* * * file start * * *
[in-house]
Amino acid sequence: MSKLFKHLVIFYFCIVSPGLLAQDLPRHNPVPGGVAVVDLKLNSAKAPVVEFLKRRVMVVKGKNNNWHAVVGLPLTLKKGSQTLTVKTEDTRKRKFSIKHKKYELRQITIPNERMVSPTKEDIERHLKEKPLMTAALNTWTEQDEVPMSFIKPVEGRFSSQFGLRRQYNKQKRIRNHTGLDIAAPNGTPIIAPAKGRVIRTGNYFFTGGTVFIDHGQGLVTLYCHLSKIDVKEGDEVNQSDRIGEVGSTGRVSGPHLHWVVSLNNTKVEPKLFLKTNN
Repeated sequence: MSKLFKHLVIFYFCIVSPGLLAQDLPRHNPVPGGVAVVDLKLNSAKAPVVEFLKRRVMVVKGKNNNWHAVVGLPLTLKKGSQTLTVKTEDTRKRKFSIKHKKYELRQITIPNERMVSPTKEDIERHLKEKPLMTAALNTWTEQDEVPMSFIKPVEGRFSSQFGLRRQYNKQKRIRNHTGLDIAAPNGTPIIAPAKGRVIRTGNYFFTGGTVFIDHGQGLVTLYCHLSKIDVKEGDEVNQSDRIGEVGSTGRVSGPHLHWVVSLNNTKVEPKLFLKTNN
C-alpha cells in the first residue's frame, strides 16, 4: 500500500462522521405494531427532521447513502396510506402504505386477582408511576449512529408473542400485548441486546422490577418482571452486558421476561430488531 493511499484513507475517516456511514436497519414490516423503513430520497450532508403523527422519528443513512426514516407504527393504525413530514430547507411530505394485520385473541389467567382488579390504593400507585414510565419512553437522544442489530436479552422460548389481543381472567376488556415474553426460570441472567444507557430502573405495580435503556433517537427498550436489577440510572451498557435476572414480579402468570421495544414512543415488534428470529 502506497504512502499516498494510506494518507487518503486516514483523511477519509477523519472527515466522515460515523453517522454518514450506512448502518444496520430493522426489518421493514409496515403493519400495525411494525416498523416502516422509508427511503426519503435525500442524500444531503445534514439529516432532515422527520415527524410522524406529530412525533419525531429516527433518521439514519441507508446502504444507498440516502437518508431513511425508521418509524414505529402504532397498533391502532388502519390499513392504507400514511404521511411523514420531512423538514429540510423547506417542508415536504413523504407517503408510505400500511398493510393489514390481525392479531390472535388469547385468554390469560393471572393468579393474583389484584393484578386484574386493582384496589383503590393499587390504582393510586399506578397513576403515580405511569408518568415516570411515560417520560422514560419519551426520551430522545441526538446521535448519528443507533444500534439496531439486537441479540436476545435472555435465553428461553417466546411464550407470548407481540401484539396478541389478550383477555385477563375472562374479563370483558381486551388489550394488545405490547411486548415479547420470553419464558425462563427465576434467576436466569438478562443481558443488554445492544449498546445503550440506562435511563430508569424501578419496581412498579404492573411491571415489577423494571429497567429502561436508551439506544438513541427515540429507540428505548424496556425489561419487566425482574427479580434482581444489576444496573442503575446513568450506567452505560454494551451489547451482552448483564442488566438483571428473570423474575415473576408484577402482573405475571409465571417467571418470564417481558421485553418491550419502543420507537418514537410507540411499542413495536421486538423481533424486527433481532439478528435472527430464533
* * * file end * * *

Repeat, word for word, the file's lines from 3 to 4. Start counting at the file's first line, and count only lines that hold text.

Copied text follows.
Repeated sequence: MSKLFKHLVIFYFCIVSPGLLAQDLPRHNPVPGGVAVVDLKLNSAKAPVVEFLKRRVMVVKGKNNNWHAVVGLPLTLKKGSQTLTVKTEDTRKRKFSIKHKKYELRQITIPNERMVSPTKEDIERHLKEKPLMTAALNTWTEQDEVPMSFIKPVEGRFSSQFGLRRQYNKQKRIRNHTGLDIAAPNGTPIIAPAKGRVIRTGNYFFTGGTVFIDHGQGLVTLYCHLSKIDVKEGDEVNQSDRIGEVGSTGRVSGPHLHWVVSLNNTKVEPKLFLKTNN
C-alpha cells in the first residue's frame, strides 16, 4: 500500500462522521405494531427532521447513502396510506402504505386477582408511576449512529408473542400485548441486546422490577418482571452486558421476561430488531 493511499484513507475517516456511514436497519414490516423503513430520497450532508403523527422519528443513512426514516407504527393504525413530514430547507411530505394485520385473541389467567382488579390504593400507585414510565419512553437522544442489530436479552422460548389481543381472567376488556415474553426460570441472567444507557430502573405495580435503556433517537427498550436489577440510572451498557435476572414480579402468570421495544414512543415488534428470529 502506497504512502499516498494510506494518507487518503486516514483523511477519509477523519472527515466522515460515523453517522454518514450506512448502518444496520430493522426489518421493514409496515403493519400495525411494525416498523416502516422509508427511503426519503435525500442524500444531503445534514439529516432532515422527520415527524410522524406529530412525533419525531429516527433518521439514519441507508446502504444507498440516502437518508431513511425508521418509524414505529402504532397498533391502532388502519390499513392504507400514511404521511411523514420531512423538514429540510423547506417542508415536504413523504407517503408510505400500511398493510393489514390481525392479531390472535388469547385468554390469560393471572393468579393474583389484584393484578386484574386493582384496589383503590393499587390504582393510586399506578397513576403515580405511569408518568415516570411515560417520560422514560419519551426520551430522545441526538446521535448519528443507533444500534439496531439486537441479540436476545435472555435465553428461553417466546411464550407470548407481540401484539396478541389478550383477555385477563375472562374479563370483558381486551388489550394488545405490547411486548415479547420470553419464558425462563427465576434467576436466569438478562443481558443488554445492544449498546445503550440506562435511563430508569424501578419496581412498579404492573411491571415489577423494571429497567429502561436508551439506544438513541427515540429507540428505548424496556425489561419487566425482574427479580434482581444489576444496573442503575446513568450506567452505560454494551451489547451482552448483564442488566438483571428473570423474575415473576408484577402482573405475571409465571417467571418470564417481558421485553418491550419502543420507537418514537410507540411499542413495536421486538423481533424486527433481532439478528435472527430464533